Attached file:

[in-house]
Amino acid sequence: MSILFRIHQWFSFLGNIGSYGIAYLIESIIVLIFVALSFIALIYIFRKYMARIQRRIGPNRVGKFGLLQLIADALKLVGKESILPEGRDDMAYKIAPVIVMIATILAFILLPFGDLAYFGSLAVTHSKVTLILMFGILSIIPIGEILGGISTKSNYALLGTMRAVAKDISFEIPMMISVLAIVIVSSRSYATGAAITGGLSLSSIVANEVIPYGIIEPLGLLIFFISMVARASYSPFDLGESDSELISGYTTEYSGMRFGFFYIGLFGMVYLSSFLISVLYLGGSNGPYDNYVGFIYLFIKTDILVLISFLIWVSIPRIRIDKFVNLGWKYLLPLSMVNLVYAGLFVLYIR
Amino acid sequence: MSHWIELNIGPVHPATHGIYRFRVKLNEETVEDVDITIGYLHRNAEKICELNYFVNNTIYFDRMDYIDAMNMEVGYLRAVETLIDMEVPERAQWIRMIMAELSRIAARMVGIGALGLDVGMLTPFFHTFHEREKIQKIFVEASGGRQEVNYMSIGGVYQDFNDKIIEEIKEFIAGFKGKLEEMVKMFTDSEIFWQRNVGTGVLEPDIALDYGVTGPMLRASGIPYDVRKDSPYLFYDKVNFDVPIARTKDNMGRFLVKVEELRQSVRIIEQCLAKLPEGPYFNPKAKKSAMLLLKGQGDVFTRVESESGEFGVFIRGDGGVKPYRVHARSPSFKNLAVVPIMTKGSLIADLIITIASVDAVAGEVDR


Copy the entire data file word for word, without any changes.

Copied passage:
[in-house]
Amino acid sequence: MSILFRIHQWFSFLGNIGSYGIAYLIESIIVLIFVALSFIALIYIFRKYMARIQRRIGPNRVGKFGLLQLIADALKLVGKESILPEGRDDMAYKIAPVIVMIATILAFILLPFGDLAYFGSLAVTHSKVTLILMFGILSIIPIGEILGGISTKSNYALLGTMRAVAKDISFEIPMMISVLAIVIVSSRSYATGAAITGGLSLSSIVANEVIPYGIIEPLGLLIFFISMVARASYSPFDLGESDSELISGYTTEYSGMRFGFFYIGLFGMVYLSSFLISVLYLGGSNGPYDNYVGFIYLFIKTDILVLISFLIWVSIPRIRIDKFVNLGWKYLLPLSMVNLVYAGLFVLYIR
Amino acid sequence: MSHWIELNIGPVHPATHGIYRFRVKLNEETVEDVDITIGYLHRNAEKICELNYFVNNTIYFDRMDYIDAMNMEVGYLRAVETLIDMEVPERAQWIRMIMAELSRIAARMVGIGALGLDVGMLTPFFHTFHEREKIQKIFVEASGGRQEVNYMSIGGVYQDFNDKIIEEIKEFIAGFKGKLEEMVKMFTDSEIFWQRNVGTGVLEPDIALDYGVTGPMLRASGIPYDVRKDSPYLFYDKVNFDVPIARTKDNMGRFLVKVEELRQSVRIIEQCLAKLPEGPYFNPKAKKSAMLLLKGQGDVFTRVESESGEFGVFIRGDGGVKPYRVHARSPSFKNLAVVPIMTKGSLIADLIITIASVDAVAGEVDR